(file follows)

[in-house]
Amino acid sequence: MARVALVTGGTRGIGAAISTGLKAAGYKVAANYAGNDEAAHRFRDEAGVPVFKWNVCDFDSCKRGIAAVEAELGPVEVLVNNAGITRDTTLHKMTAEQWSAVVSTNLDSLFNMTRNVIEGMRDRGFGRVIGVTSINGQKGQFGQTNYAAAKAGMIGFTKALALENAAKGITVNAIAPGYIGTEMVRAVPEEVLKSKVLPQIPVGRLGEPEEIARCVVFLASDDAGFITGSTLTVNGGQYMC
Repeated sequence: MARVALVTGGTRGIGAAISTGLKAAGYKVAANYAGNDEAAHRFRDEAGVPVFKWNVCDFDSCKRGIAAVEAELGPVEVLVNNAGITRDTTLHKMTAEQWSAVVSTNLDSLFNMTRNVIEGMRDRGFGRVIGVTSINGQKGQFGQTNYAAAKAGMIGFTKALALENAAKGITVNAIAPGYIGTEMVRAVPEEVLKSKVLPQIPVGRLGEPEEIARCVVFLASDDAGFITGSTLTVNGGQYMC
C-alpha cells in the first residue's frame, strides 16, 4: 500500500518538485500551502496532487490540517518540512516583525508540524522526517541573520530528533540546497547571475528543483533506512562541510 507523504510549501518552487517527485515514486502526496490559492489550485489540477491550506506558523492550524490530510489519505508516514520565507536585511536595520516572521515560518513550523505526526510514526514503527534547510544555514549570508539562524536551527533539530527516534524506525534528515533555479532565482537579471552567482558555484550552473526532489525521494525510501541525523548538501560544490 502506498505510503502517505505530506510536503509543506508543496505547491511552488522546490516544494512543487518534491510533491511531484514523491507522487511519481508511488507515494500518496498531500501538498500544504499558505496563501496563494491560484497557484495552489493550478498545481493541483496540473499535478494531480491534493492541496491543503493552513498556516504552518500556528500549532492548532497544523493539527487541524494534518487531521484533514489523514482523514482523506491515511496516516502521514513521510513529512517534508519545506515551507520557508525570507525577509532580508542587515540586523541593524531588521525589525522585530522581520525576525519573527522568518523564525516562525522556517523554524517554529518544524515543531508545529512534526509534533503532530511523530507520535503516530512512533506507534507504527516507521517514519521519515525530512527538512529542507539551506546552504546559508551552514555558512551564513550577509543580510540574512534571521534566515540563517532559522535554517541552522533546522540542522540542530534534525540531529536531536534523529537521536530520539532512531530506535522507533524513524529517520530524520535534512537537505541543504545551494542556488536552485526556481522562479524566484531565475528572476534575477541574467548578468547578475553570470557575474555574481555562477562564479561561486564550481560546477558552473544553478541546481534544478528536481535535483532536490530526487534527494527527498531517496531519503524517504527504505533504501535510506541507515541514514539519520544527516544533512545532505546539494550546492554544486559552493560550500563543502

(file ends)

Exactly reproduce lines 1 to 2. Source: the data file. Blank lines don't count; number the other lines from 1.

[in-house]
Amino acid sequence: MARVALVTGGTRGIGAAISTGLKAAGYKVAANYAGNDEAAHRFRDEAGVPVFKWNVCDFDSCKRGIAAVEAELGPVEVLVNNAGITRDTTLHKMTAEQWSAVVSTNLDSLFNMTRNVIEGMRDRGFGRVIGVTSINGQKGQFGQTNYAAAKAGMIGFTKALALENAAKGITVNAIAPGYIGTEMVRAVPEEVLKSKVLPQIPVGRLGEPEEIARCVVFLASDDAGFITGSTLTVNGGQYMC